What was supposed to be approximately a one hour performance turns into a 3 and a half hour ritual. It emerges as an open forum discussion, where Young in fact recognizes that people may receive her as a controlling protagonist that uses the misfortunes of other people to create entertainment. We sit on the floor huddled around her like primary school kids, listening intently to the mistress share her glittering story. She addresses Jacob again, who throughout the evening has become the star of the show in a way, perhaps identified by Young as someone who was looking for some help in the first place? Maybe not though, who knows. She actually ends up making out with him, and then after this, repeatedly asks him if he wants her to give him a blowjob, maybe to show him what he really wants, maybe to just do it. Ironically, Cinderella has found her prince, but it is she who saves him in this instance, a clever twist and maybe an accurate reflection of the power that women do actually have over men. There is no clear ending to the show and we are all finding it hard to leave, partly because as audience members we aren’t given an obvious “THE END” cue which we are all so used to. The curtain to this fairytale never drops, and we are forced to enter back into the worlds we came from with a lingering sense of “FOREVER AND EVER.” Young asks us, “Why haven’t you all left yet?” And we all kind of look at each other with “Who the hell knows, I just can’t!” expressions on our faces.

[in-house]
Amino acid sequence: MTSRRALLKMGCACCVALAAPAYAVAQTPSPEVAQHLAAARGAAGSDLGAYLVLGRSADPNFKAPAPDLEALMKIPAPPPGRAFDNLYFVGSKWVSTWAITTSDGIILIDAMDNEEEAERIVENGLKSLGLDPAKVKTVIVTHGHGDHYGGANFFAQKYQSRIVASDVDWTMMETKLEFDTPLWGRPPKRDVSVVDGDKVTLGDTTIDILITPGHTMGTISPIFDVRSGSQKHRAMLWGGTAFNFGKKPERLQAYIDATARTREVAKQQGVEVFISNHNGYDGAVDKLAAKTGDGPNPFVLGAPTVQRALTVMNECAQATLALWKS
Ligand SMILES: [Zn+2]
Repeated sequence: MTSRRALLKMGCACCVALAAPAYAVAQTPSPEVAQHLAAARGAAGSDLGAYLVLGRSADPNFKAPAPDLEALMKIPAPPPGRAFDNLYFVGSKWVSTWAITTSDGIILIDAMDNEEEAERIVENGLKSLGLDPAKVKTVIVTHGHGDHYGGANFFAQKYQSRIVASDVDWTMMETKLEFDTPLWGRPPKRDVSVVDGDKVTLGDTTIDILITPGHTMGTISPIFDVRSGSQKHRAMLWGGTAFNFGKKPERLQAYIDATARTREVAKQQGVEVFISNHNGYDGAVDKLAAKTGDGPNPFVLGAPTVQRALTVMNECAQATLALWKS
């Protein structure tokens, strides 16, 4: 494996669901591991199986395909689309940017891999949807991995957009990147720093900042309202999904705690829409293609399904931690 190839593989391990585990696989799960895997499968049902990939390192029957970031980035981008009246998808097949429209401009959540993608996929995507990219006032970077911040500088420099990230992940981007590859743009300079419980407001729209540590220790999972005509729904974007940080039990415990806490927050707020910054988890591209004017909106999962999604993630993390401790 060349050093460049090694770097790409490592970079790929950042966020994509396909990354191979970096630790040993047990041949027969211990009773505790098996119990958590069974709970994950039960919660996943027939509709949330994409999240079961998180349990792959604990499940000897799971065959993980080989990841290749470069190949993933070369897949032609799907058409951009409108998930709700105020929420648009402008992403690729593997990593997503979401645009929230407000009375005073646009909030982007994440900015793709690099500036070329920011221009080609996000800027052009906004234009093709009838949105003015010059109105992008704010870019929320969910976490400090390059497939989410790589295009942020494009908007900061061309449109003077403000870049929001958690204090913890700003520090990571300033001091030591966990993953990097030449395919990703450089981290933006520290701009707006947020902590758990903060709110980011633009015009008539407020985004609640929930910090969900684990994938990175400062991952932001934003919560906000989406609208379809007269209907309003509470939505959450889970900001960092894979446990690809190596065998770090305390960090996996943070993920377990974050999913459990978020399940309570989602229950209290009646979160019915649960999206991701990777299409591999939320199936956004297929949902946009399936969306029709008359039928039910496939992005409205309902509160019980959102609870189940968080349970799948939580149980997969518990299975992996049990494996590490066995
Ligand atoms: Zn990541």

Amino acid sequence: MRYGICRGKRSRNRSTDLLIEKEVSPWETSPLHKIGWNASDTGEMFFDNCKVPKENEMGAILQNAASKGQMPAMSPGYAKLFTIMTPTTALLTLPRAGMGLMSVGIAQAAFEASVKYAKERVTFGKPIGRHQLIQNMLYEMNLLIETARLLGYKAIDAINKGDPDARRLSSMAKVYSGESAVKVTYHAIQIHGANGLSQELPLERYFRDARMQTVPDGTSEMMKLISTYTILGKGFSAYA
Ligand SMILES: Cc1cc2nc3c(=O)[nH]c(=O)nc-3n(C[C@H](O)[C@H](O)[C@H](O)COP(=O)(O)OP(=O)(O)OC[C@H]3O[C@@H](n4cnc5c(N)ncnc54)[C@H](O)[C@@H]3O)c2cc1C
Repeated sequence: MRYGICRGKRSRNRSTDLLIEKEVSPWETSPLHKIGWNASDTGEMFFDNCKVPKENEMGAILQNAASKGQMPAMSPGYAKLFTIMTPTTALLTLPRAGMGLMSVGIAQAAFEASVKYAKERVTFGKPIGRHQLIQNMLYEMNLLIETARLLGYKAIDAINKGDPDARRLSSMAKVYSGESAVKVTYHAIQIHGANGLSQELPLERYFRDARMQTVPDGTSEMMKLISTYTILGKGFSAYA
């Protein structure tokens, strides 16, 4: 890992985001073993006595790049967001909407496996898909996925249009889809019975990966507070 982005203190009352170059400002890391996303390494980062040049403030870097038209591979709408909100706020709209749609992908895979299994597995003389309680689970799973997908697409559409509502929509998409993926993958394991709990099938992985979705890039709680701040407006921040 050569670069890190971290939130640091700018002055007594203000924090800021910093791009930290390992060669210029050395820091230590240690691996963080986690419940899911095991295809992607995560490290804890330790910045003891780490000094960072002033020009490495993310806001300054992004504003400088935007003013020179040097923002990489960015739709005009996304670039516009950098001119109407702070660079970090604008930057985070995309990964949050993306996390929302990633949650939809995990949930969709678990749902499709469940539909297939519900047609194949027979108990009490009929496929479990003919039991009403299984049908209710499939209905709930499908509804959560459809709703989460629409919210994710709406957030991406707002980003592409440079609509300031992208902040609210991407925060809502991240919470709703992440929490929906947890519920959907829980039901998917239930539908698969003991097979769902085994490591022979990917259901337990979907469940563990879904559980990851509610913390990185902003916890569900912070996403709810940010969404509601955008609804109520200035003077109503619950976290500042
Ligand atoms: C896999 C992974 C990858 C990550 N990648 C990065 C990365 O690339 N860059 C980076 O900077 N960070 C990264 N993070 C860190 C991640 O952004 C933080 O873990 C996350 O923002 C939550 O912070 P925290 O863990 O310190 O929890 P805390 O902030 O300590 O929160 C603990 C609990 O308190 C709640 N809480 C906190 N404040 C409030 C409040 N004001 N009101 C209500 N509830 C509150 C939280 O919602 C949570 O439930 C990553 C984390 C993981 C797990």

Just over 24 hours have past and I haven’t been able to get Ann Liv Young/Sherry/Cinderella – or the chain of events that she provided the conditions for – out of my head. To me she is a sharmanistic provocateur disguised behind the annoying aggressive feminist stereotype, perhaps a completely selfless act to come off as the bad guy whilst all the while undertaking the work of a modern-day spiritual doctor. Ann Liv Young can simultaneously create excrutiating discomfort, unusually profound enlightenment, humour and grief. Exposing people to their own potential, to their true identities and to what is stopping them, Ann Liv Young is an inspiration to those of us performers concerned with transforming our audience. Behind the candy-dipped facade of an old story she is simply seeking for honesty I think, in her own performance delivery and in her community, because if we are honest with ourselves, and are honest about ourselves in the presence of others, can we perhaps heal and let go of that which brings us misery and holds us back from our potential? I feel privileged to have witnessed Ann Liv Young’s idiosyncratic take on the fairytale of Cinderella, and to be making work and viewing dance at a time when she is around is, simply, inspiring.